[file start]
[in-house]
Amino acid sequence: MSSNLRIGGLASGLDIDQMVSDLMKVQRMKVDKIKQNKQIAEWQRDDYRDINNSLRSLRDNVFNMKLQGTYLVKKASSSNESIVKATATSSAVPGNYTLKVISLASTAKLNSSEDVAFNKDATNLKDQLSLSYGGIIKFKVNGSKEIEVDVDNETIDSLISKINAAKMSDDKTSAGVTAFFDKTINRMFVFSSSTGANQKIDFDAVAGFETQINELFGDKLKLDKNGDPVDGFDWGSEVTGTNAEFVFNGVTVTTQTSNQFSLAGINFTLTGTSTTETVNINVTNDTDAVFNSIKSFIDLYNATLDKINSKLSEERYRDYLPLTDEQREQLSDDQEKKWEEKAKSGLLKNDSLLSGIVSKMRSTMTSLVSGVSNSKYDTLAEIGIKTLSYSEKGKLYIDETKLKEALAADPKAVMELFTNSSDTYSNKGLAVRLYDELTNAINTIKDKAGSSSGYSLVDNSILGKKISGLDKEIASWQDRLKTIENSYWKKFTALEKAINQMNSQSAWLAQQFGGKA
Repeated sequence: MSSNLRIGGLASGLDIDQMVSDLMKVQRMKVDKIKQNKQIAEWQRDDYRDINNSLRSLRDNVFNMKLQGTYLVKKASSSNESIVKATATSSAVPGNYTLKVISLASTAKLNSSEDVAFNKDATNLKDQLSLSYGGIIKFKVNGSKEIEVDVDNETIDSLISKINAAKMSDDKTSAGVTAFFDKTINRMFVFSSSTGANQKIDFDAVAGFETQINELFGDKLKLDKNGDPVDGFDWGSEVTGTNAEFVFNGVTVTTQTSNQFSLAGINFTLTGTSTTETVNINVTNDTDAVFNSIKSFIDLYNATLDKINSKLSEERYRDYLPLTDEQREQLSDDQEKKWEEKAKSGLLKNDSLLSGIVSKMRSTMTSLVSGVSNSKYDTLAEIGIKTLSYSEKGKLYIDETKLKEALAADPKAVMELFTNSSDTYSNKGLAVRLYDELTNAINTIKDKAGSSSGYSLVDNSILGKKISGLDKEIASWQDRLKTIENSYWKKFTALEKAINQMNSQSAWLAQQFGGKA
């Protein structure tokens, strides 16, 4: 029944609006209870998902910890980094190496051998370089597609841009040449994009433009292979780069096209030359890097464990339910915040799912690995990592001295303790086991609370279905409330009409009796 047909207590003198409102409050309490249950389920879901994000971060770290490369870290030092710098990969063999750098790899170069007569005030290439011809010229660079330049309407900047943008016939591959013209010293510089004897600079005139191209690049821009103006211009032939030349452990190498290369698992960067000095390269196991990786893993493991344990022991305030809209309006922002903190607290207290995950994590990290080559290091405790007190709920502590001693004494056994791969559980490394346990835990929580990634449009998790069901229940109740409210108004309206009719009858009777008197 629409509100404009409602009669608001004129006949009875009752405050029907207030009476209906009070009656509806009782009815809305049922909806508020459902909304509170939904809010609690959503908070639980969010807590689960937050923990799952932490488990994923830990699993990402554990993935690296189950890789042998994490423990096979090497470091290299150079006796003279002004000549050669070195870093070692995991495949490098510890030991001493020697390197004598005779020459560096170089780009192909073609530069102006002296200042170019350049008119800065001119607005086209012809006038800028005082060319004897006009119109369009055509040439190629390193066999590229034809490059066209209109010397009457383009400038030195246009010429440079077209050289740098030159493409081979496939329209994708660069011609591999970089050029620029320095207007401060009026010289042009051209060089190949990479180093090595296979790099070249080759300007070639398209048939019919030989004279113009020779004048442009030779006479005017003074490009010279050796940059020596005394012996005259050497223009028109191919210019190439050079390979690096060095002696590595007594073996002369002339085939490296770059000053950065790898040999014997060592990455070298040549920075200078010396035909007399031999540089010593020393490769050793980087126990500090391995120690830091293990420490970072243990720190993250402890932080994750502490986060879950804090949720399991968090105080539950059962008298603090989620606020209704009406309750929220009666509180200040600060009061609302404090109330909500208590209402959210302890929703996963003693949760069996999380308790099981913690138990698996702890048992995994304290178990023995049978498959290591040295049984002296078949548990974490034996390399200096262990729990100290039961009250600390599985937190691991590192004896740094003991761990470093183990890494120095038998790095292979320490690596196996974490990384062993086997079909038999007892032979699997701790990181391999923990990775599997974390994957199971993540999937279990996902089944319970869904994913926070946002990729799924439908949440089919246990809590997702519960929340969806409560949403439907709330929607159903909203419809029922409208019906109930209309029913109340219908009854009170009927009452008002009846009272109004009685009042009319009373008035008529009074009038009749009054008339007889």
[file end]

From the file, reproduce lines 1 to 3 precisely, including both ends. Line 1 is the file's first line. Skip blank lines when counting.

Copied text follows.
[in-house]
Amino acid sequence: MSSNLRIGGLASGLDIDQMVSDLMKVQRMKVDKIKQNKQIAEWQRDDYRDINNSLRSLRDNVFNMKLQGTYLVKKASSSNESIVKATATSSAVPGNYTLKVISLASTAKLNSSEDVAFNKDATNLKDQLSLSYGGIIKFKVNGSKEIEVDVDNETIDSLISKINAAKMSDDKTSAGVTAFFDKTINRMFVFSSSTGANQKIDFDAVAGFETQINELFGDKLKLDKNGDPVDGFDWGSEVTGTNAEFVFNGVTVTTQTSNQFSLAGINFTLTGTSTTETVNINVTNDTDAVFNSIKSFIDLYNATLDKINSKLSEERYRDYLPLTDEQREQLSDDQEKKWEEKAKSGLLKNDSLLSGIVSKMRSTMTSLVSGVSNSKYDTLAEIGIKTLSYSEKGKLYIDETKLKEALAADPKAVMELFTNSSDTYSNKGLAVRLYDELTNAINTIKDKAGSSSGYSLVDNSILGKKISGLDKEIASWQDRLKTIENSYWKKFTALEKAINQMNSQSAWLAQQFGGKA
Repeated sequence: MSSNLRIGGLASGLDIDQMVSDLMKVQRMKVDKIKQNKQIAEWQRDDYRDINNSLRSLRDNVFNMKLQGTYLVKKASSSNESIVKATATSSAVPGNYTLKVISLASTAKLNSSEDVAFNKDATNLKDQLSLSYGGIIKFKVNGSKEIEVDVDNETIDSLISKINAAKMSDDKTSAGVTAFFDKTINRMFVFSSSTGANQKIDFDAVAGFETQINELFGDKLKLDKNGDPVDGFDWGSEVTGTNAEFVFNGVTVTTQTSNQFSLAGINFTLTGTSTTETVNINVTNDTDAVFNSIKSFIDLYNATLDKINSKLSEERYRDYLPLTDEQREQLSDDQEKKWEEKAKSGLLKNDSLLSGIVSKMRSTMTSLVSGVSNSKYDTLAEIGIKTLSYSEKGKLYIDETKLKEALAADPKAVMELFTNSSDTYSNKGLAVRLYDELTNAINTIKDKAGSSSGYSLVDNSILGKKISGLDKEIASWQDRLKTIENSYWKKFTALEKAINQMNSQSAWLAQQFGGKA